Service History:

Originally stationed in Hampton Roads, Virginia, the AA-1-class submarines served as part of Submarine Division 15 in the Atlantic Fleet, mostly being used for manoeuvres and training. The class’s lead submarine, Schley, was renamed AA-1 on August 23, 1917, before its launch, as the original designation was required for the destroyer Schley. This change was made to avoid naming disputes within the Navy.

The three submarines underwent a major reclassification on July 17, 1920, when they were renamed as Fleet Submarines instead of their former classification. They were given the revised hull numbers SF-1, SF-2, and SF-3 as a result. On September 22, 1920, their names were also changed from the AA series to T-1, T-2, and T-3. The changing duties and responsibilities of these submarines throughout the naval force were reflected in their categorization.

All three of the submarines had been decommissioned by 1923 and were stored in Philadelphia, Pennsylvania. However, the T-3 was decommissioned a few years later, between 1925 and 1927, with the express intention of using it as a test bed for German-built diesel engines. T-3, which was outfitted with 2,350 horsepower MAN engines, was tested and experimented with before being put back into storage in Philadelphia.

The three AA-1-class submarines were officially struck from the Naval Vessel Register on September 19, 1930, marking the end of their service lifetime. They were sold for scrap a short time later, on November 20, 1930. The early 20th century’s dynamic naval technology and strategic considerations are reflected in the limited but significant operational history of these submarines.

Ships:

Designed for the US Navy, Fore River Shipbuilding in Quincy, Massachusetts built the AA-1-class submarines, which include USS Schley (AA-1, T-1), USS AA-2 (T-2), and USS AA-3 (T-3). After being set down on June 21, 1916, and launched on July 25, 1918, USS Schley—also known as Submarine No. 52, SS-52, and SF-1—was put into service on January 30, 1920. Before being decommissioned on December 5, 1922, the USS Schley was used for training and trials. On November 20, 1930, it was sold for scrap.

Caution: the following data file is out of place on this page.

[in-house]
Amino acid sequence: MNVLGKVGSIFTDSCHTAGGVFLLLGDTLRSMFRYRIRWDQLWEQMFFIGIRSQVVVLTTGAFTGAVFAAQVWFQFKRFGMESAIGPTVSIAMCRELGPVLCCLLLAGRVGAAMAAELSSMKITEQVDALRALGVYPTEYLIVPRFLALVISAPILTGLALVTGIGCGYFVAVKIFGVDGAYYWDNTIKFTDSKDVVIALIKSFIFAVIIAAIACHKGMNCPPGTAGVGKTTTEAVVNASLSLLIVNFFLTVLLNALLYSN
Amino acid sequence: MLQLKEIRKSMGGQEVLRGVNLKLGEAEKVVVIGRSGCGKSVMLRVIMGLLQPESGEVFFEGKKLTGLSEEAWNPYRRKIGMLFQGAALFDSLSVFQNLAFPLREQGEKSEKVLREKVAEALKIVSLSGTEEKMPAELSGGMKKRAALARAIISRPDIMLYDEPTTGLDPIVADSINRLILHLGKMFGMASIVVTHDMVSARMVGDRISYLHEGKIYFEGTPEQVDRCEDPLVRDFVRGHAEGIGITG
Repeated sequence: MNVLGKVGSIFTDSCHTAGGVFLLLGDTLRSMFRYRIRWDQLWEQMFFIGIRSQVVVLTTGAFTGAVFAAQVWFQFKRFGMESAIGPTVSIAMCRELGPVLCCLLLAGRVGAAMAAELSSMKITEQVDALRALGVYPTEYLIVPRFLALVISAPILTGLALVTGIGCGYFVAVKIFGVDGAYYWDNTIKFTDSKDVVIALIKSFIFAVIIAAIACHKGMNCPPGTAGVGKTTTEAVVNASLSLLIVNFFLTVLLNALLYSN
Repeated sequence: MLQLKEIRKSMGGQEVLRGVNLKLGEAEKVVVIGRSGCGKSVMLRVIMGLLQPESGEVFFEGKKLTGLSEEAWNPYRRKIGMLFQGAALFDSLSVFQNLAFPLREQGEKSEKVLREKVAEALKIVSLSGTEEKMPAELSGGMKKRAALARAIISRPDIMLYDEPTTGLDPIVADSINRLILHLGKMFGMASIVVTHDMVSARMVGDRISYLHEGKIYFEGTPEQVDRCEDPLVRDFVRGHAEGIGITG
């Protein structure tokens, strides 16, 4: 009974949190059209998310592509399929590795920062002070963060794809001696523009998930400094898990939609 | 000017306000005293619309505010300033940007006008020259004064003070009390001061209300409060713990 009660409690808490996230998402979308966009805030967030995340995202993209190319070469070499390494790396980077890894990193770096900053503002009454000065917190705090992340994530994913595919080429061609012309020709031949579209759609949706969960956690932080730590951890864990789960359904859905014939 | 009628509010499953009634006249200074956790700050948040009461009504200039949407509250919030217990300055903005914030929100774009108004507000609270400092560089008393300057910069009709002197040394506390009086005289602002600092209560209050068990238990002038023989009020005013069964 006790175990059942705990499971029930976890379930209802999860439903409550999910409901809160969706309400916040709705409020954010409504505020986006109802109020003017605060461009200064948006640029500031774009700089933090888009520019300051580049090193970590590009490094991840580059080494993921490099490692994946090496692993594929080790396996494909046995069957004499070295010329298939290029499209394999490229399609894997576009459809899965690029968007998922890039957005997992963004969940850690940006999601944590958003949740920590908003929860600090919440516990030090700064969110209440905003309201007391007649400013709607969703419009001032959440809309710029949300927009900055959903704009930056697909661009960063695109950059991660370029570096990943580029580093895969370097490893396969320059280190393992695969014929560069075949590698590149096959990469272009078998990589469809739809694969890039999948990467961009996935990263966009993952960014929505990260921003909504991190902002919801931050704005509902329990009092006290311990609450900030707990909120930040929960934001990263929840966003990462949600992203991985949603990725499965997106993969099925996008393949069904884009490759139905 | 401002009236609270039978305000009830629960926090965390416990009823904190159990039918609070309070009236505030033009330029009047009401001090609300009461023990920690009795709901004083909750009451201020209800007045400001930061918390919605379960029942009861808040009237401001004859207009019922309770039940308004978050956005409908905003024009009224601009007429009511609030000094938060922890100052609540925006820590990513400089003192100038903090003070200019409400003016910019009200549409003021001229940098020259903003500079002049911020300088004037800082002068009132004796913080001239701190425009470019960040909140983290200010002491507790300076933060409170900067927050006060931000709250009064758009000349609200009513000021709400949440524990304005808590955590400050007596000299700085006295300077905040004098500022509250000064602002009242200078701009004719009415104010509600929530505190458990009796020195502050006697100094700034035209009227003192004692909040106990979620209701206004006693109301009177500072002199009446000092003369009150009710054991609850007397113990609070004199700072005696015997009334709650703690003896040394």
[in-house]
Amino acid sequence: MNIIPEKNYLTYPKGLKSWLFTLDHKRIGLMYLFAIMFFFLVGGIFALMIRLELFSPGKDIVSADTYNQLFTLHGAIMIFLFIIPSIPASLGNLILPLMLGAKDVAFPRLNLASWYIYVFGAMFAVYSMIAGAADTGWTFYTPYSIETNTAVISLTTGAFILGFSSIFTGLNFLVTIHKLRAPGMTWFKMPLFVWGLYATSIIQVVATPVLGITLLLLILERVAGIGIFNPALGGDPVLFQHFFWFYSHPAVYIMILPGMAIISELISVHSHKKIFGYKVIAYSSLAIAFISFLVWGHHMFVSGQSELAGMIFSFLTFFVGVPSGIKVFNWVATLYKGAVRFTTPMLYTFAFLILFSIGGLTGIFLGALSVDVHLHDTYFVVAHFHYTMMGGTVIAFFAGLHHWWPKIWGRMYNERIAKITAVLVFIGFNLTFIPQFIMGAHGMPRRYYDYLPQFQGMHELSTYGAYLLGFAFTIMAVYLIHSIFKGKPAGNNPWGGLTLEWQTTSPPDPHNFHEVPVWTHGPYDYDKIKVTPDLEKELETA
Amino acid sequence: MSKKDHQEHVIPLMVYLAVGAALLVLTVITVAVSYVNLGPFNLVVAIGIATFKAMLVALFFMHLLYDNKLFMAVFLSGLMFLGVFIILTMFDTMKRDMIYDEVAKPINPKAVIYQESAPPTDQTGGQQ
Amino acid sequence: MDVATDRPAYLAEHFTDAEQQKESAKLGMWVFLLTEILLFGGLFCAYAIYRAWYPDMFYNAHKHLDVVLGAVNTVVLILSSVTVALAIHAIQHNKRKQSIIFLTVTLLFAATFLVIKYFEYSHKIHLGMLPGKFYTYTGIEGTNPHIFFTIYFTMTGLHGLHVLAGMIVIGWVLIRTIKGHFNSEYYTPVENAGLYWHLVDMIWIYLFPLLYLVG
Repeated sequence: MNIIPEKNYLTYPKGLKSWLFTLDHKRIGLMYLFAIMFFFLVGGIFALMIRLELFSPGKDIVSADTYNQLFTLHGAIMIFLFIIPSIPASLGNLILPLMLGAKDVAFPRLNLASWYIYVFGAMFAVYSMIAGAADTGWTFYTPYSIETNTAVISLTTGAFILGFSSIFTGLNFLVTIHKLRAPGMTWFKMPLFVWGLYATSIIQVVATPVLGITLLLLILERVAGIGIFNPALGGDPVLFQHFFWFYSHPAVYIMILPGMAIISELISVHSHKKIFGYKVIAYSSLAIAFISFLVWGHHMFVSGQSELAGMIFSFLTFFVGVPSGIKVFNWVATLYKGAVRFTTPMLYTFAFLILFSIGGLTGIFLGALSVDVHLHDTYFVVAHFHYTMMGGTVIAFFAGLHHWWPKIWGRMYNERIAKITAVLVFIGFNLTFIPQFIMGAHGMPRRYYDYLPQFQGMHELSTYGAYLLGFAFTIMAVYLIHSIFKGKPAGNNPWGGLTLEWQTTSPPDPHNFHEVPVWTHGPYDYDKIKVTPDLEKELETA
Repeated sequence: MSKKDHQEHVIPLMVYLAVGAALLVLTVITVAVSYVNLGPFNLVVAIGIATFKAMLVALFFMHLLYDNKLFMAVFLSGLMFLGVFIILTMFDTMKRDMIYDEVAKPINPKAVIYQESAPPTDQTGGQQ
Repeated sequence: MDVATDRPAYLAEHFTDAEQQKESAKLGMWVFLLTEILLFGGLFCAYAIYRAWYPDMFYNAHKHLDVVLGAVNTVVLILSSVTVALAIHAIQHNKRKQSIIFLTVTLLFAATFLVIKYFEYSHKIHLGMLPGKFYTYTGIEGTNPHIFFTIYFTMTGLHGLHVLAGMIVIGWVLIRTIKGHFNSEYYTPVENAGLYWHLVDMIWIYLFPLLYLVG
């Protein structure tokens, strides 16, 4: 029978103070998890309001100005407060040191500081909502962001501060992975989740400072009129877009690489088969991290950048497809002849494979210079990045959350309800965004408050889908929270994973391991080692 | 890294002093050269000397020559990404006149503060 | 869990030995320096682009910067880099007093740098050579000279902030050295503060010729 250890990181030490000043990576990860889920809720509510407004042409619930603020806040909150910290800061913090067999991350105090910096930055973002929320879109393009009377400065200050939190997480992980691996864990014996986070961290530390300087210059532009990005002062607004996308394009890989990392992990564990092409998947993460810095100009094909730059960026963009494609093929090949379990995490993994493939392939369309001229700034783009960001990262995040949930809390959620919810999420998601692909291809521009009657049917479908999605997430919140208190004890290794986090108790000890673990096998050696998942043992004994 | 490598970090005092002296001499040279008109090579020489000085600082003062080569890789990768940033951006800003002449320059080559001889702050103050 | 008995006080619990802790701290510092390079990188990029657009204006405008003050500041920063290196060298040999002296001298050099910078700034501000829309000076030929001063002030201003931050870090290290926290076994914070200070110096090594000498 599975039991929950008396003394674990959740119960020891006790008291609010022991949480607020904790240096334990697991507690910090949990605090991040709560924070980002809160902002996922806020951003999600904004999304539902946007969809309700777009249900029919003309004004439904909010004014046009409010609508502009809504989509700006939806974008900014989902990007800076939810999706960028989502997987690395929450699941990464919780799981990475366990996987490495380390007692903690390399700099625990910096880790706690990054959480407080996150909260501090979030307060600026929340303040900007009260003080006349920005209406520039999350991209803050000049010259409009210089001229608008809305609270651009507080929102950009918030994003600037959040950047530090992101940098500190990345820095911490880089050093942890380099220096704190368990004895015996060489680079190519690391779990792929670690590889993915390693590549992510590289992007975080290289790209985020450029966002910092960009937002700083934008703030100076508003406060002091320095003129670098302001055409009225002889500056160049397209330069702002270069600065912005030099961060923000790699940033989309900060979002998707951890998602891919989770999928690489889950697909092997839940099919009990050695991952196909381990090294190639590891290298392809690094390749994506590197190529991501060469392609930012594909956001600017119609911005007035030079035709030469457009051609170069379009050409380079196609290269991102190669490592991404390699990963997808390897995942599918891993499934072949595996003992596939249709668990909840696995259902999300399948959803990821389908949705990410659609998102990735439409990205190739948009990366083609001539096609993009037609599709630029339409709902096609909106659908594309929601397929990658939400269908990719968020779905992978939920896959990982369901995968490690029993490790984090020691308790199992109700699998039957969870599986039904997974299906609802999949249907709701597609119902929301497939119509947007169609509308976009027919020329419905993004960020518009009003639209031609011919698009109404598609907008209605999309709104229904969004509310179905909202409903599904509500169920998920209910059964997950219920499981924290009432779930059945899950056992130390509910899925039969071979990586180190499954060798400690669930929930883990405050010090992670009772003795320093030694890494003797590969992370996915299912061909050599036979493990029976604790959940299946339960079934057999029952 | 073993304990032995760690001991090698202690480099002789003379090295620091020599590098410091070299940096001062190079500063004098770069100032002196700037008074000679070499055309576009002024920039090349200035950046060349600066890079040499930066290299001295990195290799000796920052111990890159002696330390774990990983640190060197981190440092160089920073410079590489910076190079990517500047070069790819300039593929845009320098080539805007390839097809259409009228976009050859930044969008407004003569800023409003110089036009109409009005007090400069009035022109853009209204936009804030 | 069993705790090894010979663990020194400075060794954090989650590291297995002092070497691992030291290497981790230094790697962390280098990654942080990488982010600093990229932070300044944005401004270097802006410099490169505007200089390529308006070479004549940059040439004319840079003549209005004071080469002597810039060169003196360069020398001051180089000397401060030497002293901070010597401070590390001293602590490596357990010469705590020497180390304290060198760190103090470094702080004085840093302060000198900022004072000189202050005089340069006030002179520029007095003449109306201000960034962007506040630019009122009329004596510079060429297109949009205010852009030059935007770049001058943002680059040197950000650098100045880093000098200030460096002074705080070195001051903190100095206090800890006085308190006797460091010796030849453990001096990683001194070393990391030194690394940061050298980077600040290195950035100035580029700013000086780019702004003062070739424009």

USS AA-2 (T-2), also known as Submarine No. 60, SS-60, and SF-2, was the next in class. It was laid down on May 31, 1917, launched on September 6, 1919, and put into service on January 7, 1922. After a limited period of duty, USS AA-2 was decommissioned on July 16, 1923, with her operational priority being training duties. It was eventually sold for scrap on November 20, 1930.

The last ship built was USS AA-3 (T-3), also known as Submarine No. 61, SS-61, and SF-3. It was launched on May 24, 1919, after its keel was laid down on May 21, 1917. It was put into service on December 7, 1920, and was used for engine trials and training until July 14, 1927, when it was decommissioned. USS AA-3 met a similar end to those of its brethren, being scrapped on November 20, 1930. Throughout their active lives, these submarines were essential to the advancement of submarine technology because of their responsibilities in trials, training, and engine testing.